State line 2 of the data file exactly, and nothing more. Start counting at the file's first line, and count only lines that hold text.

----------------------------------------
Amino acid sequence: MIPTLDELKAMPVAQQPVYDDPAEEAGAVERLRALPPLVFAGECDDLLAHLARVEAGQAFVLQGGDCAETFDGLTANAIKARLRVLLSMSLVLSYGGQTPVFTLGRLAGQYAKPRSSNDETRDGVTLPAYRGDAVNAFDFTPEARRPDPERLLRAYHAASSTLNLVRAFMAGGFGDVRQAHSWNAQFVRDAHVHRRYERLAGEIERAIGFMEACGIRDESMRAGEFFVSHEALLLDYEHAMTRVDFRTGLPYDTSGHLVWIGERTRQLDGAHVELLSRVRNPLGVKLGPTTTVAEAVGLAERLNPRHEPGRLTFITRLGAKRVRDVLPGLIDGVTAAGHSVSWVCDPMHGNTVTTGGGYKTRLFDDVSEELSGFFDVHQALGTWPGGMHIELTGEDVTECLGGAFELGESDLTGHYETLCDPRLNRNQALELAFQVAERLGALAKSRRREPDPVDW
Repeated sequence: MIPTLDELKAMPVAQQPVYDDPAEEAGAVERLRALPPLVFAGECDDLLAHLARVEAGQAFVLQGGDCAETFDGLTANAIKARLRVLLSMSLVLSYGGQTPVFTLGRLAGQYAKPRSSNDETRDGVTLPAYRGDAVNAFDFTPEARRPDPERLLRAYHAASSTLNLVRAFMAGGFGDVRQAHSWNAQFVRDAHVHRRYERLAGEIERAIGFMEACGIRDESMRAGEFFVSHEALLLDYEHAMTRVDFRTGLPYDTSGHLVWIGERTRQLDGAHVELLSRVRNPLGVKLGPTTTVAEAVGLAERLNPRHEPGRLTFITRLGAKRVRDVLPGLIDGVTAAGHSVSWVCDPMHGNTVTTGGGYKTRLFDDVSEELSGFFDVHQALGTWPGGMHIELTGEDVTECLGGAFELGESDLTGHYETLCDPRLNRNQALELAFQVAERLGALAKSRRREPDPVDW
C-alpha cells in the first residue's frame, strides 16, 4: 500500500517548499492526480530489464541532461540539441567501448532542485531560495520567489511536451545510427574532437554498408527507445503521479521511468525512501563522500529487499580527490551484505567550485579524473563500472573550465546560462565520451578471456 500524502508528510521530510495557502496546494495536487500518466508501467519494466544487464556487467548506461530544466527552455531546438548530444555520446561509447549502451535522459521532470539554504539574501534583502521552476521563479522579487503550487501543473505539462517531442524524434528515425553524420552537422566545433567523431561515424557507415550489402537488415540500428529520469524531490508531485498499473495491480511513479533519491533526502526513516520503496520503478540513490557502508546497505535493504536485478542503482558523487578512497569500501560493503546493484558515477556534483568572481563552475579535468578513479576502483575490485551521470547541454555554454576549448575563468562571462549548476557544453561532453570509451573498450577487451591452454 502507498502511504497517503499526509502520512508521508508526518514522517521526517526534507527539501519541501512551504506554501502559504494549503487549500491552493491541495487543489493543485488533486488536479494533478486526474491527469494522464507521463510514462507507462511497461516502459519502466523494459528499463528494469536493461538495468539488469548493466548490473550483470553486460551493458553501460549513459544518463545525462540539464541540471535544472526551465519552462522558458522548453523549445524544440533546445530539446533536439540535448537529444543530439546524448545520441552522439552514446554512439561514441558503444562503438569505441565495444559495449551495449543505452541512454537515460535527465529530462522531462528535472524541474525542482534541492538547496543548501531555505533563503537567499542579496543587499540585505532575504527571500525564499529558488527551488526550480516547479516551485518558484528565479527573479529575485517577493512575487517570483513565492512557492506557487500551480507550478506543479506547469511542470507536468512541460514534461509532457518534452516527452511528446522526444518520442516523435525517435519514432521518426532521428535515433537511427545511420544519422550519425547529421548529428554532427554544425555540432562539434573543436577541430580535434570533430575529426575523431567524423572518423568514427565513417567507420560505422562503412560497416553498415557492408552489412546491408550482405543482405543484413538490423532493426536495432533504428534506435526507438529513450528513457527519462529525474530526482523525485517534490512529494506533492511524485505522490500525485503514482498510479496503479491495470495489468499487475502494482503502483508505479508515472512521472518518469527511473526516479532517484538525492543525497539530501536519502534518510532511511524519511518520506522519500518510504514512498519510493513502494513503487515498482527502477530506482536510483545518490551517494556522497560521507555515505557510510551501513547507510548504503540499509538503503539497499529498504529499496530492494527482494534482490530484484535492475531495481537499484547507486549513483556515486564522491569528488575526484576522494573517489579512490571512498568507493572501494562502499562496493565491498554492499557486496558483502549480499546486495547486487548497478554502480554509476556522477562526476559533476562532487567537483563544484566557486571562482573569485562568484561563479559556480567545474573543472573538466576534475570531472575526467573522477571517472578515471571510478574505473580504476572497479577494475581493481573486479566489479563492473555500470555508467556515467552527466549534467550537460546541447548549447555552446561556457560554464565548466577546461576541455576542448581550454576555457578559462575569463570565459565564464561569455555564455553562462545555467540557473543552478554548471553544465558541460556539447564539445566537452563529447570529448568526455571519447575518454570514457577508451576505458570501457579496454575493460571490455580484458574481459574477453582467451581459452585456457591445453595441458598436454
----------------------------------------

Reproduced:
Repeated sequence: MIPTLDELKAMPVAQQPVYDDPAEEAGAVERLRALPPLVFAGECDDLLAHLARVEAGQAFVLQGGDCAETFDGLTANAIKARLRVLLSMSLVLSYGGQTPVFTLGRLAGQYAKPRSSNDETRDGVTLPAYRGDAVNAFDFTPEARRPDPERLLRAYHAASSTLNLVRAFMAGGFGDVRQAHSWNAQFVRDAHVHRRYERLAGEIERAIGFMEACGIRDESMRAGEFFVSHEALLLDYEHAMTRVDFRTGLPYDTSGHLVWIGERTRQLDGAHVELLSRVRNPLGVKLGPTTTVAEAVGLAERLNPRHEPGRLTFITRLGAKRVRDVLPGLIDGVTAAGHSVSWVCDPMHGNTVTTGGGYKTRLFDDVSEELSGFFDVHQALGTWPGGMHIELTGEDVTECLGGAFELGESDLTGHYETLCDPRLNRNQALELAFQVAERLGALAKSRRREPDPVDW